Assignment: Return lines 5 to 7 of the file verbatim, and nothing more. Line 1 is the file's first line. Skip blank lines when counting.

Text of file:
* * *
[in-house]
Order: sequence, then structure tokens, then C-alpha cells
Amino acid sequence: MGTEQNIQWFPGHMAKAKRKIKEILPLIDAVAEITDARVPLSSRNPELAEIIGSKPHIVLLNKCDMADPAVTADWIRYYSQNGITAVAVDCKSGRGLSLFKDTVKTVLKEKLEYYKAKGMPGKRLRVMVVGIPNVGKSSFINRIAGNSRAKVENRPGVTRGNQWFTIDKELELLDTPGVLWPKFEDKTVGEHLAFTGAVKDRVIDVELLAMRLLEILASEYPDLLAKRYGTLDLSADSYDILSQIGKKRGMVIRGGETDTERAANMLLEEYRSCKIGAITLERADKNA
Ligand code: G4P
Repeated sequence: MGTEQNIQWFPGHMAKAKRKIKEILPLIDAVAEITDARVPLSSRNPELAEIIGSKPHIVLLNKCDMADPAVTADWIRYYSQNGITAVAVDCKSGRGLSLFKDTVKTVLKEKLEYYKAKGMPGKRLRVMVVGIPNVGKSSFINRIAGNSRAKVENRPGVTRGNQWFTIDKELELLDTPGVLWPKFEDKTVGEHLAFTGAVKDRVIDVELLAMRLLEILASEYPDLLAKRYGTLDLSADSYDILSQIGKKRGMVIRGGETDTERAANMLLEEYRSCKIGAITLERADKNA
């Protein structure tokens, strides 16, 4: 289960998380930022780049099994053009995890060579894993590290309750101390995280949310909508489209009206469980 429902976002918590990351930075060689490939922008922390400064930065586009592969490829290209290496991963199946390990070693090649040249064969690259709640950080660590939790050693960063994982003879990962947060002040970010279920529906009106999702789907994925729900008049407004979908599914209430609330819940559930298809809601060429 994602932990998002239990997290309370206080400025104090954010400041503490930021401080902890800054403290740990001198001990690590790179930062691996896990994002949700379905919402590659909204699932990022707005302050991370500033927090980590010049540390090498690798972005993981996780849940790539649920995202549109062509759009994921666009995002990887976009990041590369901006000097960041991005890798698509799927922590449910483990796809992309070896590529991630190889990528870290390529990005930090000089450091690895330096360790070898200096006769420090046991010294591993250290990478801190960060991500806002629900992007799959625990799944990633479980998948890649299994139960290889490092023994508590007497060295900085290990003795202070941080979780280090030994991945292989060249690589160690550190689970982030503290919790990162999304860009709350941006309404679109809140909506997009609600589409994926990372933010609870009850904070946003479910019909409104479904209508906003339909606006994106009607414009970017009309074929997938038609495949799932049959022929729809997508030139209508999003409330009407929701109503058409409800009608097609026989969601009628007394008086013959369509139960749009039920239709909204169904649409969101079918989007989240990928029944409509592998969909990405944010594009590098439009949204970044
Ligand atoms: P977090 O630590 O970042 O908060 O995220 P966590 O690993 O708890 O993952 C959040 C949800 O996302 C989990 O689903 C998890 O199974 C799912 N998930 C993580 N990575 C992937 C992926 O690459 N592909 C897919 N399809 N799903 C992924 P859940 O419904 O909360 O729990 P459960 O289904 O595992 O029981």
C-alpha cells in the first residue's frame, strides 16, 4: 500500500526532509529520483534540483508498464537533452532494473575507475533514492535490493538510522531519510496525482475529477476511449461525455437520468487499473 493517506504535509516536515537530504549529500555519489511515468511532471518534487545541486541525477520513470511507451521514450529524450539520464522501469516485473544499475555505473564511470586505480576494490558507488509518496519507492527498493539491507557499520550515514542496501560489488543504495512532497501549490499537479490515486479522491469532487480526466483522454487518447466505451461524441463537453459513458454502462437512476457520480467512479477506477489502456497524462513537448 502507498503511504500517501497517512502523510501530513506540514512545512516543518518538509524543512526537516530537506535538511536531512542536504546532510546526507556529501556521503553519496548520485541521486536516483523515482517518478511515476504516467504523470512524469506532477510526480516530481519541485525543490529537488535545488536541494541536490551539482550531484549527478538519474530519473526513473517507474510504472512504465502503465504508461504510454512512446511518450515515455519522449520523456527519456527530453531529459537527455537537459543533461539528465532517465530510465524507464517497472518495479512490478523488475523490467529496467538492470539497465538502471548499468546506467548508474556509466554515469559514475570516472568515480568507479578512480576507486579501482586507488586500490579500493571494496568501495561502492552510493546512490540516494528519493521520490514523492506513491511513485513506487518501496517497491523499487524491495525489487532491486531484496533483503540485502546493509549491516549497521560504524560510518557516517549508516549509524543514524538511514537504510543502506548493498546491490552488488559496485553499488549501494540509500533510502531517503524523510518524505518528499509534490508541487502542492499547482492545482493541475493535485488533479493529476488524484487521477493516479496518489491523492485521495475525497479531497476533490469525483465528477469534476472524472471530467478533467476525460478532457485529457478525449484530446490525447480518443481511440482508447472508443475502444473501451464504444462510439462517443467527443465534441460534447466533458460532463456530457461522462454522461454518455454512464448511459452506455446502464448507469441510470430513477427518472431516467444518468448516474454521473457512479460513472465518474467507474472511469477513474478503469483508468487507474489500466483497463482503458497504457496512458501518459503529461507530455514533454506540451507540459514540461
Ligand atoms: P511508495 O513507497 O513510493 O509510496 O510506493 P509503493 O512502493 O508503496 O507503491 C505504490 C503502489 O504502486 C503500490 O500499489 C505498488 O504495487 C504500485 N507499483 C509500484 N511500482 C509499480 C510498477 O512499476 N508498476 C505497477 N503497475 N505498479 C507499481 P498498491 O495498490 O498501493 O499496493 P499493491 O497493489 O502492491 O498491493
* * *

Repeated sequence: MGTEQNIQWFPGHMAKAKRKIKEILPLIDAVAEITDARVPLSSRNPELAEIIGSKPHIVLLNKCDMADPAVTADWIRYYSQNGITAVAVDCKSGRGLSLFKDTVKTVLKEKLEYYKAKGMPGKRLRVMVVGIPNVGKSSFINRIAGNSRAKVENRPGVTRGNQWFTIDKELELLDTPGVLWPKFEDKTVGEHLAFTGAVKDRVIDVELLAMRLLEILASEYPDLLAKRYGTLDLSADSYDILSQIGKKRGMVIRGGETDTERAANMLLEEYRSCKIGAITLERADKNA
């Protein structure tokens, strides 16, 4: 289960998380930022780049099994053009995890060579894993590290309750101390995280949310909508489209009206469980 429902976002918590990351930075060689490939922008922390400064930065586009592969490829290209290496991963199946390990070693090649040249064969690259709640950080660590939790050693960063994982003879990962947060002040970010279920529906009106999702789907994925729900008049407004979908599914209430609330819940559930298809809601060429 994602932990998002239990997290309370206080400025104090954010400041503490930021401080902890800054403290740990001198001990690590790179930062691996896990994002949700379905919402590659909204699932990022707005302050991370500033927090980590010049540390090498690798972005993981996780849940790539649920995202549109062509759009994921666009995002990887976009990041590369901006000097960041991005890798698509799927922590449910483990796809992309070896590529991630190889990528870290390529990005930090000089450091690895330096360790070898200096006769420090046991010294591993250290990478801190960060991500806002629900992007799959625990799944990633479980998948890649299994139960290889490092023994508590007497060295900085290990003795202070941080979780280090030994991945292989060249690589160690550190689970982030503290919790990162999304860009709350941006309404679109809140909506997009609600589409994926990372933010609870009850904070946003479910019909409104479904209508906003339909606006994106009607414009970017009309074929997938038609495949799932049959022929729809997508030139209508999003409330009407929701109503058409409800009608097609026989969601009628007394008086013959369509139960749009039920239709909204169904649409969101079918989007989240990928029944409509592998969909990405944010594009590098439009949204970044
Ligand atoms: P977090 O630590 O970042 O908060 O995220 P966590 O690993 O708890 O993952 C959040 C949800 O996302 C989990 O689903 C998890 O199974 C799912 N998930 C993580 N990575 C992937 C992926 O690459 N592909 C897919 N399809 N799903 C992924 P859940 O419904 O909360 O729990 P459960 O289904 O595992 O029981």